Yoga vs. Pilates

Which do you prefer? 

I have a confession. I don’t love yoga. Infact, I only sometimes like it- when I have a great teacher, am practising somewhere really cool or am taking a class with friends. A lot of the time I actively dislike it. I clock watch, I drink water, I take photos (for blogging purposes, not because I’m a creep). I think to myself that I wish I was more flexible, more zen. 
And then I leave class feeling like I should really go to more yoga sessions to become more flexible and more zen, and that I wish I could do the chanting without feeling like an idiot. 

I know loads of people love yoga, and plenty of my friends go regularly, and suggest that we go to classes together, something I’m usually up for doing as it does make the experience more enjoyable. I understand that they get a great stretch, they de-stress, and release tension both in body and mind. I however, often end up feeling more stressed. Stressed out by the fact that I can’t do the moves, that my knobbly knees hurt in some of the positions, that I can’t get anywhere near to touching my toes, and that I would rather be doing something else. 
Pilates, on the other hand, I get. I’m not good at it, but I enjoy it. I feel like I work up a sweat, using muscle strength as well as flexibility (or lack of) throughout the sequence of moves. It’s less spiritual, which for me, is a good thing. 
I love reformer Pilates even more than mat based Pilates, although sadly not the price. The helping hand of the machine to contort my body into various positions is fun, if uncomfortable and a little painful at times. It stretches the muscles I most need stretching- ITB, hamstrings, quads and calfs (why yes, instructor I AM a runner). Not only does it stretch my muscles, but it builds strength and stability in my core and back which I am desperately in need of working. 
I recently sat next to one of the trainers from TenPilates at a wedding and his philosophy was similar to mine; ‘I work hard in the studio so that I can reap the rewards outside of it and have fun’ (said as he polished off our decadent dessert and poured another glass of wine). Well said. 
It may be a combination of factors, like excellent Pilates teachers compared to many of the yoga teachers I’ve encountered (don’t get me wrong, I’ve had a few excellent ones) coupled with my impatience and unwillingness to dedicate the time to yoga that it need to see improvements, like I did during my 21 day challenge. I just don’t want to. And that’s the crux of the problem. When it comes to anything in life, if you don’t want to do it, you’re far less likely to dedicate the time and energy to doing it.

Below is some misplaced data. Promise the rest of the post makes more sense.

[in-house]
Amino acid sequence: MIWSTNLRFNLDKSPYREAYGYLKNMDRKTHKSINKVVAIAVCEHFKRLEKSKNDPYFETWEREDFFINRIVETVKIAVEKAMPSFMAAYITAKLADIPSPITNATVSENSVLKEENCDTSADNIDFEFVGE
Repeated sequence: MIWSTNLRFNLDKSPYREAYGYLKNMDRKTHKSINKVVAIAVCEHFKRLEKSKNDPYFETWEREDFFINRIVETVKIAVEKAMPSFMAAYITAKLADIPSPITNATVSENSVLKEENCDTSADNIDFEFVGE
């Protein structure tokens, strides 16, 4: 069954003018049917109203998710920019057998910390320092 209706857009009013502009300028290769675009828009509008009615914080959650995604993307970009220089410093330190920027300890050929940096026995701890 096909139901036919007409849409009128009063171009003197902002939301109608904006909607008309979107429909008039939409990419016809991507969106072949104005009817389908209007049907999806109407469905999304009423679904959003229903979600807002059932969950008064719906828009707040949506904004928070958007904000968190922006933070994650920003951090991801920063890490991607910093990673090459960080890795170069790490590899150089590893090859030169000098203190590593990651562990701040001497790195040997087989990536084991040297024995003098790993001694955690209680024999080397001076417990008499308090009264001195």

I very much believe that if you don’t like one fitness class or activity, rather than continuing in misery, you should try something else. You won’t love them all, but you should find something you do love that’s the right one for you. 
Typically, it seems that my preferred stretchy sessions are also the most expensive out there, so I’ll have to take Reformer classes as and when I can, and take up friend’s offers to drag me to yoga classes in the meantime.

I know that I’m probably in the minority choosing Pilates, but you can vote for your favourite  here on the Health and Fitness Education website. 



  1. August 28, 2014 / 9:14 am

    I am the opposite. After years of mat pilates and not seeing any improvements, I’ve switched to yoga and it’s been great.

  2. August 28, 2014 / 9:20 am

    I really like this post. I thought I was one of the only ‘running bloggers’ who just didn’t ‘get’ yoga. I’ve tried a few classes but I just didn’t enjoy them very much, so I quit…’s too short for things you don’t enjoy! Maybe one day I’ll find a class and it will all just click, but for now I’ll stick with other things. Love your honesty, by the way, very refreshing.

  3. August 28, 2014 / 11:20 am

    This is really interesting. I’ve done mat Pilates, reformer Pilates and now yoga. I do clock watch more at yoga than I ever did at reformer Pilates. I remember at reformer Pilates not wanting the class to end. And it was always such hard work.
    I enjoy yoga though as it’s so different to my ‘normal’ exercise (lots of running and high cardio stuff). Sadly reform Pilates, like you said, is sooo much more expensive. Near me, one class is less than the same price of 5 yoga classes – I mean how can they justify that?! (And I got my first lesson free in yoga!)

  4. August 28, 2014 / 9:20 pm

    I go to yoga regularly specifically because I don’t like it. I get all kinds of chronic over-use injuries if I don’t stretch a ton, and the only way I can get myself to do it is if I’m stuck in a room with a teacher telling me what to do for an hour. I haven’t done enough pilates to know if it would stretch me out as much as I need, but maybe I’ll start trying to do it more as an alternative to yoga when I really can’t stand it.

  5. August 29, 2014 / 4:16 pm

    I feel like they’re similar in nature but two different beasts entirely. Pilates is like cross training to me, whereas yoga is like recovery. Both give you a strengthening/lengthening workout, but I find pilates more harsh on the body, and I’m not apt to do it after a long run like I would yoga. I know a lot of people who feel the same way about yoga as you, and I used to feel similarly. I started realizing how I needed to calm down, disconnect, and take a moment just for me. I especially enjoyed yoga during my pregnancy! It really helped me relax when my mind was constantly whirring around with information, anxiety and excitement.

Leave a Reply

Your email address will not be published. Required fields are marked *